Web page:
I, like many people, will be traveling this summer – Europe, here I come! This is our second jaunt abroad with Disney Adventures (they are awesome and, no, they did not pay me to say this). But, unlike the prior trip, this time around I am having to make sure that my family is all up to date on their measles vaccines.
“Measles? This is not some third world country you are visiting!” you might be thinking. But sadly, in 2018, Europe saw nearly 80,000 cases of measles and more than 70 deaths as a result. And it’s not just traveling abroad that we have to worry about. Even travel within our own country now gives us pause. If you are headed out on a summertime road trip, you need to think about your destination. Is there a measles outbreak occurring anywhere you are headed? Best to make sure that you and your family are up to date*
But this post is more than just a discussion of the importance of updating your measles vaccine.
Travel consults are something we do with regularity in family medicine and I’d like to take this opportunity to explain the “Who, Why, When, Where, What, and How” of the travel visit. Let’s get started, shall we?
WHO needs a travel consult?
You, that’s who! Really, everyone traveling needs to consider their destination and what vaccinations and other measures may be necessary to keep them safe and healthy. But there are certain individuals for whom this is especially important; pregnant women, infants too young to have been vaccinated themselves, persons with chronic disease or immune compromise, etc. These folks are at particular risk of serious illness, were they to contract a vaccine-preventable disease while traveling. And who wants to be SUPER sick when they are far from home? Or anytime, really?
WHY are travel consults necessary?
It is not uncommon to have patients calling or emailing a couple of weeks prior to travel to request travel vaccines. But most often that call or email is met with a request to schedule an appointment for discussion. We do this, not to irk you, but because the discussion of what vaccines are needed for travel can be complex. The answer to the “What vaccines are needed?” question may change depending on where and when you are traveling.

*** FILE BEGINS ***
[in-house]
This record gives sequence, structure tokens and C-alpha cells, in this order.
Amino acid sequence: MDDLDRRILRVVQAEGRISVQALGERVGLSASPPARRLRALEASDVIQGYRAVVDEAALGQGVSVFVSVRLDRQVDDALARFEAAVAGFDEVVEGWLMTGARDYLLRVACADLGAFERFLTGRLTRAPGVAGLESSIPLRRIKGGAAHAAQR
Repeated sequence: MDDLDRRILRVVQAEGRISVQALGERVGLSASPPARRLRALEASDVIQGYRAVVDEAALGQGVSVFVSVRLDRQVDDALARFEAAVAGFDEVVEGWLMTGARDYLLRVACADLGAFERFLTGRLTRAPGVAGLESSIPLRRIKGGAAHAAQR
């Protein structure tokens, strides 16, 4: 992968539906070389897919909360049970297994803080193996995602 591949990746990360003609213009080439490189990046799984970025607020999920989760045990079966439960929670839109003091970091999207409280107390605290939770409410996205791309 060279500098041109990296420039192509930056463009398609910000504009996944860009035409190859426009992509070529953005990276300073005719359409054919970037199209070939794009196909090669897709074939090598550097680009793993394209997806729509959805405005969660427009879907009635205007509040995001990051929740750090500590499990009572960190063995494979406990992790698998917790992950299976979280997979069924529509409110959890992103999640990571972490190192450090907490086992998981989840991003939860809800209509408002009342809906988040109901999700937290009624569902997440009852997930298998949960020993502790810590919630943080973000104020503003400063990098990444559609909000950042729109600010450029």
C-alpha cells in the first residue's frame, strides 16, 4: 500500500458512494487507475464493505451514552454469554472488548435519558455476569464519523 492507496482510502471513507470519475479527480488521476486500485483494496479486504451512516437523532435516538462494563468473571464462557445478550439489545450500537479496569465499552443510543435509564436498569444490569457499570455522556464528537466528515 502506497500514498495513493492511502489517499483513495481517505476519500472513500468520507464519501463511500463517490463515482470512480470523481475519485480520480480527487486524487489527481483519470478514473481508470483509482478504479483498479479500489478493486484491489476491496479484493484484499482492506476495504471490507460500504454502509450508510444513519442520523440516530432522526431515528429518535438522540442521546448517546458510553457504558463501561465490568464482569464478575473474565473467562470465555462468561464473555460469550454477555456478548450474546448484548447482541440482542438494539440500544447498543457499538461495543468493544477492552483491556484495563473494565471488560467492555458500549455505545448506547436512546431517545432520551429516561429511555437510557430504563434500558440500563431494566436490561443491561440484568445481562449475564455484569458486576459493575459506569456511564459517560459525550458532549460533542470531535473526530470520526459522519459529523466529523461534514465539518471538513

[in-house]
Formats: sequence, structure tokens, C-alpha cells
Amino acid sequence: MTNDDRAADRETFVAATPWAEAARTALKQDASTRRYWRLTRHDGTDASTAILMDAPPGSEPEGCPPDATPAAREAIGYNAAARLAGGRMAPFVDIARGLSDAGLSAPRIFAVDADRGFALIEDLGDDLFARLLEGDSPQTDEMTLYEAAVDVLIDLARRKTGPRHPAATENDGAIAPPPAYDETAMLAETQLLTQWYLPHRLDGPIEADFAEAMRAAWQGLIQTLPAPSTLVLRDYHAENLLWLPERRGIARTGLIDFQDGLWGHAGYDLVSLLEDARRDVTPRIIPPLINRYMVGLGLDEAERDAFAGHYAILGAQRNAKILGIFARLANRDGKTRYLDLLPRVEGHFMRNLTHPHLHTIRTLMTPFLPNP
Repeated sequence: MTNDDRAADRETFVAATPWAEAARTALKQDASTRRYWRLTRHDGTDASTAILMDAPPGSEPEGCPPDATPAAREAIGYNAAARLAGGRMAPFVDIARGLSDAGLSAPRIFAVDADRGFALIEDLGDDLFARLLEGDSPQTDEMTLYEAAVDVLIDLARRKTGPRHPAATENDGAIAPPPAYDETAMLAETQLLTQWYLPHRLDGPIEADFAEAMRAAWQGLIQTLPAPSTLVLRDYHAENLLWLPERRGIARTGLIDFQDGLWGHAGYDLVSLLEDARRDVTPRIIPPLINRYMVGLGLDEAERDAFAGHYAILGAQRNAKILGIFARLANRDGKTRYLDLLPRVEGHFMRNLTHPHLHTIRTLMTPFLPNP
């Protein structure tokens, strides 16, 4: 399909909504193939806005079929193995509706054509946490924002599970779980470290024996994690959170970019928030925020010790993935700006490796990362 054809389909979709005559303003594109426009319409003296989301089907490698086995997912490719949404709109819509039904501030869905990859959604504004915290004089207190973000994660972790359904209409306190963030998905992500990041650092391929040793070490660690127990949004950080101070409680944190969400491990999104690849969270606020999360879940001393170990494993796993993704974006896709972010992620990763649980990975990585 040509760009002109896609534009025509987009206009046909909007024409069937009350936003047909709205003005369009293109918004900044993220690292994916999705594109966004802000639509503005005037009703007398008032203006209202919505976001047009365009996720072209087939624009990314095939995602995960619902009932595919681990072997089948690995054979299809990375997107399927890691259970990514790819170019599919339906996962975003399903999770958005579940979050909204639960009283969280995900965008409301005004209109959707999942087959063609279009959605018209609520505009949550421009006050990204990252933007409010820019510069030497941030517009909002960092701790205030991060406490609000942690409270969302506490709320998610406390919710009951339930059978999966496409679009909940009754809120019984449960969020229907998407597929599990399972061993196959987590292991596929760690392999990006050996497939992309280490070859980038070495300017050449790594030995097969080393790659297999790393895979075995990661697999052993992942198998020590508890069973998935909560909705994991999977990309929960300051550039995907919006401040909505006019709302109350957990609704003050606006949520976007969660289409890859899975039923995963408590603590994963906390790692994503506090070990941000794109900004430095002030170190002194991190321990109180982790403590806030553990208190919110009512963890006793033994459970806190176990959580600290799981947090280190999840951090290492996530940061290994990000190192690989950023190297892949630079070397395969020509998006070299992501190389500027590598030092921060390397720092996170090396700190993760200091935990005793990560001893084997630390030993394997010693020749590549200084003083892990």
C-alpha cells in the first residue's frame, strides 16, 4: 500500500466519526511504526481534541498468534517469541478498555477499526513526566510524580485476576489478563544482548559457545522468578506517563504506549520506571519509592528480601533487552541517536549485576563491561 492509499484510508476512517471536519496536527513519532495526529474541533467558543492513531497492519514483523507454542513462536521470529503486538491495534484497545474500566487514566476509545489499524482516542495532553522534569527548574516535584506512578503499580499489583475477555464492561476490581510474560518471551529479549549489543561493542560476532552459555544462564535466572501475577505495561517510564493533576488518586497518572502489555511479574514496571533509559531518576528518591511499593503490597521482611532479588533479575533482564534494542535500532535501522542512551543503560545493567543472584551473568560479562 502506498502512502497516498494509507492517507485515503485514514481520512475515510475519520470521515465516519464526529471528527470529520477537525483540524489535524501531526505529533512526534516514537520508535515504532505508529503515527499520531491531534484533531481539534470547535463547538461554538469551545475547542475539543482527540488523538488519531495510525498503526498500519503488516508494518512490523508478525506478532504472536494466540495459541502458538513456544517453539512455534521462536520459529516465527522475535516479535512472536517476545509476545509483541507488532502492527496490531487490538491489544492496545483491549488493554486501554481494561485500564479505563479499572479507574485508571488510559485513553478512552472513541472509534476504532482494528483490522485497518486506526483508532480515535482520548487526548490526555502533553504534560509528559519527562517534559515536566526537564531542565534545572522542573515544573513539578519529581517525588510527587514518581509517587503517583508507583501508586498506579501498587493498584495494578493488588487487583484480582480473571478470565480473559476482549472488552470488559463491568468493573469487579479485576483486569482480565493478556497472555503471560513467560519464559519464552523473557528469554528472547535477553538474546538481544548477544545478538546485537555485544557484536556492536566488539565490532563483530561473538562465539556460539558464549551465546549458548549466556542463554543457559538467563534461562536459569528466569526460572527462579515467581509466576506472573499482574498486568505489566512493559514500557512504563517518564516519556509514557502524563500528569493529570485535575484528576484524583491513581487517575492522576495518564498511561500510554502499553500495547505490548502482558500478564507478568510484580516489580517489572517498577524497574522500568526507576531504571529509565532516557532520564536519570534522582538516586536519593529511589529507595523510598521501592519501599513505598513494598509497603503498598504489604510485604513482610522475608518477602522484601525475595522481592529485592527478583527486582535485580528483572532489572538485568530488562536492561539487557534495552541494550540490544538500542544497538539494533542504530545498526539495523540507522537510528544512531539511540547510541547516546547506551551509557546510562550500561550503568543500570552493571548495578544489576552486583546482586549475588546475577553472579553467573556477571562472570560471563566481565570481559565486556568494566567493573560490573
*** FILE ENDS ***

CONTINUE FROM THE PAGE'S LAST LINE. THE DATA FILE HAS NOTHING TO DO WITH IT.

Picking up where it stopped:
WHEN should I have my travel visit?
Ideally, the travel visit occurs at least 6 months prior to travel. This timeframe is necessary to get in the complete series of Hepatitis A vaccines and, if you are at risk, Hepatitis B vaccines. These vaccines can protect you from potentially very serious liver infections. If these are not necessary, then remaining vaccines should be given at least a couple of weeks before travel. This way, your body has time to mount an immune response before you go!
WHERE are you traveling?
This is the most important part of our travel consult discussion. What vaccines will be needed, and what preventive measures should be taken, depend on where you are going. And not only do we need to know where you are going, we need to know when you are going and what you are doing when you get there.
WHAT vaccines should I have?
Before you travel, you should always consult the Centers for Disease Control and Prevention website for travelers (go to cdc.gov and click on Traveler’s Health to find out what vaccines are necessary based on the countries you will be visiting. Also, click here to learn of any disease outbreaks that may affect your travel plans).
In my experience doing travel counseling, the following vaccines are almost always recommended. Spoiler alert – it’s all your routinely recommended vaccines.
- Influenza (remember, flu season in the Northern Hemisphere is from around October to May and in the Southern Hemisphere it generally runs from April to September)
- MMR (particularly important, now that we are seeing measles and mumps outbreaks)
The rest depends on, as we said, where you are going and what you are doing while there. The water supply of many countries is not as safe as ours. Infection from contaminated food and water can occur easily.
- Vaccination to prevent Typhoid, an illness that can cause high fever and severe diarrhea and dehydration, is commonly recommended. Vaccination can either be through a live-attenuated oral vaccine that lasts 5 years or via an injectable killed virus vaccine that is good for 2 years. Note: you may have to consult a pharmacy that carries travel vaccines to get this shot, as not all doctor’s offices carry it. Talk to your doctor or other medical provider to find out which one is right for you!
- Cholera is another nasty water-borne infection that is, thankfully, not terribly common. However, if traveling to an area of active transmission, you should consider vaccination.